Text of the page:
Will Ninth Circuit Enjoin Teen Conversion Therapy Ban? - U.S. Ninth Circuit
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Will Ninth Circuit Enjoin Teen Conversion Therapy Ban?

The Mayans predict that the end of the world will occur this Friday. If we survive, litigants who support teen conversion therapy in California are predicting a different kind of doomsday scenario in less than two weeks.

Back in October, California adopted SB 1172, a law barring mental health providers from engaging in sexual orientation change efforts with patients under 18 years of age. This week, plaintiffs opposing SB 1172 continued their quest for an injunction against the bill.

Attorneys for two religiously-oriented therapists and a therapy student -- who claims to have successfully completed reparative therapy -- filed a lawsuit in October, claiming that SB 1172 would intrude on free speech, privacy and freedom of religion, reports the San Francisco Chronicle. The district court declined to enjoin enactment of the bill.

In a reply filed with the Ninth Circuit on Tuesday, the group wrote, "Without immediate action by this Court, in a matter of days all Plaintiffs will face irreparable harm. With their licenses at stake ... the Counselors will be forced into silence. Their speech will be chilled. The minors who are benefiting from such counsel will abruptly be prevented from receiving counsel they have chosen. Their parents will be unable to care for their children and will also be prevented from receiving this beneficial counseling."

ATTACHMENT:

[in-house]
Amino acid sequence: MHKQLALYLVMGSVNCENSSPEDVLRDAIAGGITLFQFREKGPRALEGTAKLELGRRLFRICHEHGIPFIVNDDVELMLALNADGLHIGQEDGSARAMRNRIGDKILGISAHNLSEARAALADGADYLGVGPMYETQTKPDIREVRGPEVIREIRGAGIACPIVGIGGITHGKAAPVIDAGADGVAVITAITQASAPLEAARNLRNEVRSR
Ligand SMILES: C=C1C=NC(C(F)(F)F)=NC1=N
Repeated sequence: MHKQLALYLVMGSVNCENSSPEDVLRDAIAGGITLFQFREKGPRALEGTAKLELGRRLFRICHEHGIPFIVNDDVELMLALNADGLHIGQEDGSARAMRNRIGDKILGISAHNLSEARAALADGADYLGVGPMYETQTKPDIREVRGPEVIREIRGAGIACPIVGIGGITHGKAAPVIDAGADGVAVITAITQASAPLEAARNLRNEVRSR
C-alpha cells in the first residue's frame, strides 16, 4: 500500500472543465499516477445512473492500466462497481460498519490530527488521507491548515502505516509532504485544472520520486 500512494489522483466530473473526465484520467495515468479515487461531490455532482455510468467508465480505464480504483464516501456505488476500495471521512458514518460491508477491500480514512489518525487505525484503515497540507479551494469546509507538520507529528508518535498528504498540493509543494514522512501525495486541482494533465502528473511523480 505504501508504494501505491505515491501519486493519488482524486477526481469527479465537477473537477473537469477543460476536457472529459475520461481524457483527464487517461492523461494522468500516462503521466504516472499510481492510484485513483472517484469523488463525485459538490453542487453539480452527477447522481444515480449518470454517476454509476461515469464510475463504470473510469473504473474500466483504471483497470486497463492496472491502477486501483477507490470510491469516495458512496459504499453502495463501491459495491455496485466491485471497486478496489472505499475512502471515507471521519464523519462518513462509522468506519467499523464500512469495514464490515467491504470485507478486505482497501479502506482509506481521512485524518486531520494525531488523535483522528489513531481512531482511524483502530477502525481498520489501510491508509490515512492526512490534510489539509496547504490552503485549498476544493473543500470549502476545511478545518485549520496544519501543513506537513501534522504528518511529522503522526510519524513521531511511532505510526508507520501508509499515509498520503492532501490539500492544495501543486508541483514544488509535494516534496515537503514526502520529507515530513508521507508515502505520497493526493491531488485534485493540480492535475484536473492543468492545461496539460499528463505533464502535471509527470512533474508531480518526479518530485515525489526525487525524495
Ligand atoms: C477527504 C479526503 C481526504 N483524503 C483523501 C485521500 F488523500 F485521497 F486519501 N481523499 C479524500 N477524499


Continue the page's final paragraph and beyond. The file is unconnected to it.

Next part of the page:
The plaintiffs argue that an injunction would maintain the status quo and prevent irreparable harm.

According to the reply, counselors are already offering SOCE therapy (change of sexual orientation, attractions, behavior, or identity), so allowing the ban to become effective would actually be a change from the status quo.

The plaintiffs further argue that SB 1172's directive that counselors cannot engage in SOCE counseling "under any circumstances" means that they will have to immediately discontinue speaking to existing and potential clients about SOCE out of fear of losing their professional licenses. That silence, in turn, would "place their licenses at risk in that they will be knowingly halting therapy that is beneficial for their clients."

The bill becomes effective January 1, so time is running out. Do you think the Ninth Circuit will enjoin the conversion therapy ban?

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